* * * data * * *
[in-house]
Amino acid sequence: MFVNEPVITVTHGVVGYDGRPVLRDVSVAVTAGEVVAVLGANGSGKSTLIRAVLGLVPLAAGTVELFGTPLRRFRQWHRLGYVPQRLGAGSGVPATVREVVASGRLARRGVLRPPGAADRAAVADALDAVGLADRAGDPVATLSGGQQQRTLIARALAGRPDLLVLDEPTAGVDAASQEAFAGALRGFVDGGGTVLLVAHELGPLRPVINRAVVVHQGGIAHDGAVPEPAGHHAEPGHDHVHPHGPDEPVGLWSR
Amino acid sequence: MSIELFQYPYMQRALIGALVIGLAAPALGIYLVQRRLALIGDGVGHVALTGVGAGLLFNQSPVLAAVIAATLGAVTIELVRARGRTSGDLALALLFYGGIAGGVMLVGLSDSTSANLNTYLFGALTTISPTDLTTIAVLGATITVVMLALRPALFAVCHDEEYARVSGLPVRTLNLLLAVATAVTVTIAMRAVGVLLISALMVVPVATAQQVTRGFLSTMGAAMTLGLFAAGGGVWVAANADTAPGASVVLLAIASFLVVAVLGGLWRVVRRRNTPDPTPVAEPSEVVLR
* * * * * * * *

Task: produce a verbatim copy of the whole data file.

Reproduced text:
[in-house]
Amino acid sequence: MFVNEPVITVTHGVVGYDGRPVLRDVSVAVTAGEVVAVLGANGSGKSTLIRAVLGLVPLAAGTVELFGTPLRRFRQWHRLGYVPQRLGAGSGVPATVREVVASGRLARRGVLRPPGAADRAAVADALDAVGLADRAGDPVATLSGGQQQRTLIARALAGRPDLLVLDEPTAGVDAASQEAFAGALRGFVDGGGTVLLVAHELGPLRPVINRAVVVHQGGIAHDGAVPEPAGHHAEPGHDHVHPHGPDEPVGLWSR
Amino acid sequence: MSIELFQYPYMQRALIGALVIGLAAPALGIYLVQRRLALIGDGVGHVALTGVGAGLLFNQSPVLAAVIAATLGAVTIELVRARGRTSGDLALALLFYGGIAGGVMLVGLSDSTSANLNTYLFGALTTISPTDLTTIAVLGATITVVMLALRPALFAVCHDEEYARVSGLPVRTLNLLLAVATAVTVTIAMRAVGVLLISALMVVPVATAQQVTRGFLSTMGAAMTLGLFAAGGGVWVAANADTAPGASVVLLAIASFLVVAVLGGLWRVVRRRNTPDPTPVAEPSEVVLR